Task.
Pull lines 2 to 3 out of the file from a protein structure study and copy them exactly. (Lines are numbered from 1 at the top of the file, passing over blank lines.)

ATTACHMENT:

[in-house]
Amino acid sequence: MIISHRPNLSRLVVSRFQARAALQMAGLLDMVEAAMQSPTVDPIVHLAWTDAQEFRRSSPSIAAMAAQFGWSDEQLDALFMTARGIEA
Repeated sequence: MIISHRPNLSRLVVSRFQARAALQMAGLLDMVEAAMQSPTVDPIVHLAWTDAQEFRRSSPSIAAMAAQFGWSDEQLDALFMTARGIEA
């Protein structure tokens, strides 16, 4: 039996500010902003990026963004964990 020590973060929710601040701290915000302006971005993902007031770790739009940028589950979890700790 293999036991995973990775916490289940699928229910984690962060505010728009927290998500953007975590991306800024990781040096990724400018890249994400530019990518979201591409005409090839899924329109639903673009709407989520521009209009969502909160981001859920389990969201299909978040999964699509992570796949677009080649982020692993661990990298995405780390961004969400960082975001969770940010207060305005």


Amino acid sequence: MIISHRPNLSRLVVSRFQARAALQMAGLLDMVEAAMQSPTVDPIVHLAWTDAQEFRRSSPSIAAMAAQFGWSDEQLDALFMTARGIEA
Repeated sequence: MIISHRPNLSRLVVSRFQARAALQMAGLLDMVEAAMQSPTVDPIVHLAWTDAQEFRRSSPSIAAMAAQFGWSDEQLDALFMTARGIEA